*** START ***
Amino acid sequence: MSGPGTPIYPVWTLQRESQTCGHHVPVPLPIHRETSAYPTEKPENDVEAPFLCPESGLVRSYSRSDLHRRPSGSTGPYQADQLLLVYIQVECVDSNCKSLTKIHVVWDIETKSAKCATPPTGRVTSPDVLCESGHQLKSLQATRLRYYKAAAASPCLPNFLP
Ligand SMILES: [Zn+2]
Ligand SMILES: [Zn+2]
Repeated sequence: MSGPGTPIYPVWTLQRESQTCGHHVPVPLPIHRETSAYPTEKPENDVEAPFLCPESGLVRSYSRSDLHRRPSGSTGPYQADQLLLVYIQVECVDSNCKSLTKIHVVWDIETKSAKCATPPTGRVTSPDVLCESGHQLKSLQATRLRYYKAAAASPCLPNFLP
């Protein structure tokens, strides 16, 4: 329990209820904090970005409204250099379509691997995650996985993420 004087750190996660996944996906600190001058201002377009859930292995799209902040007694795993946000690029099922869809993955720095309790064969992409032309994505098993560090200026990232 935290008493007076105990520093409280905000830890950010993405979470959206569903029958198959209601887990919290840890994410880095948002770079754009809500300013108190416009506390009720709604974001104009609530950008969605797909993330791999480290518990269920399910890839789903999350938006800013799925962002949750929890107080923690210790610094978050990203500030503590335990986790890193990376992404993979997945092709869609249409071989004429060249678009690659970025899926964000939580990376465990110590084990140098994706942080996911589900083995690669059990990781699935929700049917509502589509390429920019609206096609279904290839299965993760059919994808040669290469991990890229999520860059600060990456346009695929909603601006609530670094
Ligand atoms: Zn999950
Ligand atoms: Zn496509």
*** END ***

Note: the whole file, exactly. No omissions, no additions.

Amino acid sequence: MSGPGTPIYPVWTLQRESQTCGHHVPVPLPIHRETSAYPTEKPENDVEAPFLCPESGLVRSYSRSDLHRRPSGSTGPYQADQLLLVYIQVECVDSNCKSLTKIHVVWDIETKSAKCATPPTGRVTSPDVLCESGHQLKSLQATRLRYYKAAAASPCLPNFLP
Ligand SMILES: [Zn+2]
Ligand SMILES: [Zn+2]
Repeated sequence: MSGPGTPIYPVWTLQRESQTCGHHVPVPLPIHRETSAYPTEKPENDVEAPFLCPESGLVRSYSRSDLHRRPSGSTGPYQADQLLLVYIQVECVDSNCKSLTKIHVVWDIETKSAKCATPPTGRVTSPDVLCESGHQLKSLQATRLRYYKAAAASPCLPNFLP
């Protein structure tokens, strides 16, 4: 329990209820904090970005409204250099379509691997995650996985993420 004087750190996660996944996906600190001058201002377009859930292995799209902040007694795993946000690029099922869809993955720095309790064969992409032309994505098993560090200026990232 935290008493007076105990520093409280905000830890950010993405979470959206569903029958198959209601887990919290840890994410880095948002770079754009809500300013108190416009506390009720709604974001104009609530950008969605797909993330791999480290518990269920399910890839789903999350938006800013799925962002949750929890107080923690210790610094978050990203500030503590335990986790890193990376992404993979997945092709869609249409071989004429060249678009690659970025899926964000939580990376465990110590084990140098994706942080996911589900083995690669059990990781699935929700049917509502589509390429920019609206096609279904290839299965993760059919994808040669290469991990890229999520860059600060990456346009695929909603601006609530670094
Ligand atoms: Zn999950
Ligand atoms: Zn496509």